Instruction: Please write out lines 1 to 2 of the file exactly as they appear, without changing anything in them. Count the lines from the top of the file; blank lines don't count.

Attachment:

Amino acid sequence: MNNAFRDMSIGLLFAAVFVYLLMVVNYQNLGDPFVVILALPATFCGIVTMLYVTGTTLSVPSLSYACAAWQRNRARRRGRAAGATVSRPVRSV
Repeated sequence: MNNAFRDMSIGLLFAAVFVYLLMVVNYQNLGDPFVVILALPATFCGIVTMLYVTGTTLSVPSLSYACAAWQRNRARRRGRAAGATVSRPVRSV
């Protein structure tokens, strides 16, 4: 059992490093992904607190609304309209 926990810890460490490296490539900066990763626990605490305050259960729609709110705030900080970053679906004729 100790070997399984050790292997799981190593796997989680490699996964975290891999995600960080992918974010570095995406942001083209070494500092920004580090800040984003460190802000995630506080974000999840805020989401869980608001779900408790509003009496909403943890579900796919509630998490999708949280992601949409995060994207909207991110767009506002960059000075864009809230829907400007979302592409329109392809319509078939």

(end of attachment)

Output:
Amino acid sequence: MNNAFRDMSIGLLFAAVFVYLLMVVNYQNLGDPFVVILALPATFCGIVTMLYVTGTTLSVPSLSYACAAWQRNRARRRGRAAGATVSRPVRSV
Repeated sequence: MNNAFRDMSIGLLFAAVFVYLLMVVNYQNLGDPFVVILALPATFCGIVTMLYVTGTTLSVPSLSYACAAWQRNRARRRGRAAGATVSRPVRSV